In our continuing retrospective of 1969, I thought I'd take a peek at the top forty chart for the week of March 29 fifty years ago.

What was I doing fifty years ago? Well, there was a documentary on TV about the Amazon River that Mr. Reisenauer assigned his geography class to watch. I was probably the only one who watched it ~ and took notes. I wanted an A on that quiz! (and I got one). The April Fool's edition of TV Guide had landed in our mailbox. Alice and I always giggled over the episode descriptions:  Gomer Pyle, USMC:  "Gomer changes a lightbulb." Saturday night sucked for TV. I could either watch Lawrence Welk, Adam-12, or My Three Sons (I chose "none of the above"). So, I, of course, played records.

And speaking of records, "Dizzy" by Tommy Roe still held the top spot on the charts. There's a big difference between the charts and 45-RPM singles ~ with records I could play songs I actually liked anytime I wanted, as opposed to the putrid offerings on AM radio.

Such as the #2 song on the charts, by a group that didn't really think through its name. If you've gotta add a Roman numeral to your band name, you've already lost. Nevertheless, here are the Classics IV:

The Zombies held the third spot with a much better song, and one that is played all these fifty years later. "What's your name? Who's your daddy? Is he rich (is he rich) like me?" So many questions:

I'll just skip anything written by Jimmy Webb, because Jimmy Webb sucks. But here's something I bet you've never heard (kidding). The #5 single of the week sounds great now, but trust me, in '69 it was like someone's obnoxious ringtone that seared your every nerve, because the song was inescapable.

Let's skip to #11, because the rest of the top ten hits only the biggest sixties geek would even remember. I like this one, and for some reason I'm thinking it's been featured lately in a television commercial. The Foundations:

In scanning the charts for the week, it's interesting how many songs are utterly forgettable. Like most every year of our lives, we remember events that either touched us or infuriated us or in retrospect, actually mattered. Musically, I'm not sure what mattered. Not a lot.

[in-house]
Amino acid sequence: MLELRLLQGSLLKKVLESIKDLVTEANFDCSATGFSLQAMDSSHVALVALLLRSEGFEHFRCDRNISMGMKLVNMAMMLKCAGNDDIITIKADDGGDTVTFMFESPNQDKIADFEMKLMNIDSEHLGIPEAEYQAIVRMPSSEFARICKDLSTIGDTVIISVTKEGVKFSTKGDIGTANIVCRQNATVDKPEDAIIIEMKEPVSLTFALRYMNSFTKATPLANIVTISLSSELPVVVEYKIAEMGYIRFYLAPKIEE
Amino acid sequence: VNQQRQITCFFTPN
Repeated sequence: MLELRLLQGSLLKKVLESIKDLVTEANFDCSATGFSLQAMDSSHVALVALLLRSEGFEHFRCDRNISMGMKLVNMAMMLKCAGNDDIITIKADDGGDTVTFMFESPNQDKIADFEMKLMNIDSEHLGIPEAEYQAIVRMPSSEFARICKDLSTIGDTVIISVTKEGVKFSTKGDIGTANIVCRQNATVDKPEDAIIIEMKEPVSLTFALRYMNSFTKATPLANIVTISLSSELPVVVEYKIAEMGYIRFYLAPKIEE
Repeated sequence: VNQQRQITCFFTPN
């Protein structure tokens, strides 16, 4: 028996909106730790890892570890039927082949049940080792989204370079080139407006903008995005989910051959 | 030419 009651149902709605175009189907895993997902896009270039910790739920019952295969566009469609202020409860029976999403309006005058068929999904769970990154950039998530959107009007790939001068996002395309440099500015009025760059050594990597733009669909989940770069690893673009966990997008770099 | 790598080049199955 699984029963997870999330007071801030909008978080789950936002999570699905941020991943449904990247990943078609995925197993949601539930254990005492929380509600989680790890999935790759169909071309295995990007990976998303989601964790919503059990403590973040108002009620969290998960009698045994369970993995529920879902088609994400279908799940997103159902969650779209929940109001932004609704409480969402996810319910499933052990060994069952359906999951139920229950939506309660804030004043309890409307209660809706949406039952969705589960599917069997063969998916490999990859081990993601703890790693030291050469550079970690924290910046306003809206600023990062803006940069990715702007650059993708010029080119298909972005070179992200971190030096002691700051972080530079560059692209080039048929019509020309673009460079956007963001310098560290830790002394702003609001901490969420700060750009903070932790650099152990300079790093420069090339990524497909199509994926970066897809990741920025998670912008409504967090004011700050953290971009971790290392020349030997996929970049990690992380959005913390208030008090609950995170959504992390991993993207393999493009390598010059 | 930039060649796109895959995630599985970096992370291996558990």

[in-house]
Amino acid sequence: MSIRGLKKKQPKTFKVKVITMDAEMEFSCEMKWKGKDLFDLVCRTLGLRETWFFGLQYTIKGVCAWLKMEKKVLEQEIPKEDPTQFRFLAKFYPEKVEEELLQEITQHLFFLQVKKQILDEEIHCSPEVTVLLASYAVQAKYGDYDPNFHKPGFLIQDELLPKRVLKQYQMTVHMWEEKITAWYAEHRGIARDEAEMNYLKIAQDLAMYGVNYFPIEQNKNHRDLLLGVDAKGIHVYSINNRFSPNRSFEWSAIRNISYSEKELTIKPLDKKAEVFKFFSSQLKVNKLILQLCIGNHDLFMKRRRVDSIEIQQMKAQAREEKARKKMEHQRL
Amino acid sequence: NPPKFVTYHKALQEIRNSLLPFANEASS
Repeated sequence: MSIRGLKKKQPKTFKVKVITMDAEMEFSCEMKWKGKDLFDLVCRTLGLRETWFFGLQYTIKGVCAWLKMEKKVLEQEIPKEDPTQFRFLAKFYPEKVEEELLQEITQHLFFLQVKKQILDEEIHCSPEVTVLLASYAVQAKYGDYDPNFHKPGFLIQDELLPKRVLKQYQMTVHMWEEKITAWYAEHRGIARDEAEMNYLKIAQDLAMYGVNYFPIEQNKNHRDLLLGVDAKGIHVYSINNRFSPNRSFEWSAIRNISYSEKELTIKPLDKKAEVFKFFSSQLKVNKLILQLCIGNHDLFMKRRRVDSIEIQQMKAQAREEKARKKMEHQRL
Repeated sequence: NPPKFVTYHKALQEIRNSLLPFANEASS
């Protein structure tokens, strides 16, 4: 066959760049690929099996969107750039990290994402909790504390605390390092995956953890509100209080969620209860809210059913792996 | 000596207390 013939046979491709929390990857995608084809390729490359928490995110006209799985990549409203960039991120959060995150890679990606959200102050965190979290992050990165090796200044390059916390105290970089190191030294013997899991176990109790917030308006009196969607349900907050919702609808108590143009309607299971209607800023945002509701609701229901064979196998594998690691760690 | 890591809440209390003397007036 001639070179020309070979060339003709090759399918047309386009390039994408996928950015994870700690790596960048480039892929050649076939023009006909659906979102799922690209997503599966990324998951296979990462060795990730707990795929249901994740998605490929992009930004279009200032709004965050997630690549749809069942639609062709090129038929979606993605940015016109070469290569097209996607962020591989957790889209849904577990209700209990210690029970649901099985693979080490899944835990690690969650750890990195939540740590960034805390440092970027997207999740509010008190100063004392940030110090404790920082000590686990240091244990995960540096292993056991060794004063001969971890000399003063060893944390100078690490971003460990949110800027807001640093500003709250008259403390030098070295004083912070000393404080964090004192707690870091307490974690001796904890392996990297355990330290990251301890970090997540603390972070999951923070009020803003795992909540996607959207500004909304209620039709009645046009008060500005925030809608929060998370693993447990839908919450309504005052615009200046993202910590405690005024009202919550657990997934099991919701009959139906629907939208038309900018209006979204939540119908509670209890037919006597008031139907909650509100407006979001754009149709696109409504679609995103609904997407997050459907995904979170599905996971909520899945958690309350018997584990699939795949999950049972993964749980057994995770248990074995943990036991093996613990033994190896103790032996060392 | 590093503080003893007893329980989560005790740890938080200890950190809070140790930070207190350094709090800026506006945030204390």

But to leave you with something from the year 1969, here is a song that was new on the charts on March 29:

Saturday, March 24, 2018

Transitions ~ 1969 In Music

I "graduated" from junior high in May, 1969 and transitioned to Mandan Senior High that September. I was grown-up! Shoot, I was fourteen going on fifteen! On my way to freshman renown!

Richard Nixon had become president. I'd pissed off my dad by tacking my eighth grade history project (a campaign placard) up on the wall right outside the kitchen door ~ "This Time Vote Like The Whole World Depends On It ~ Nixon/Agnew". Dad was reliably perturbed and baffled. I think he literally scratched his head as he alighted the stoop. My work was done!

That summer odd things happened. Teddy Kennedy killed a girl and the Manson Family killed a bunch of people in gruesome ways. Woodstock happened and most people didn't give a shit. My best friend Alice and I went to the Mandan Theater and saw "Butch Cassidy" and "True Grit". We learned that Glen Campbell was a terrible actor and that Paul Newman still had the bluest eyes under the sun.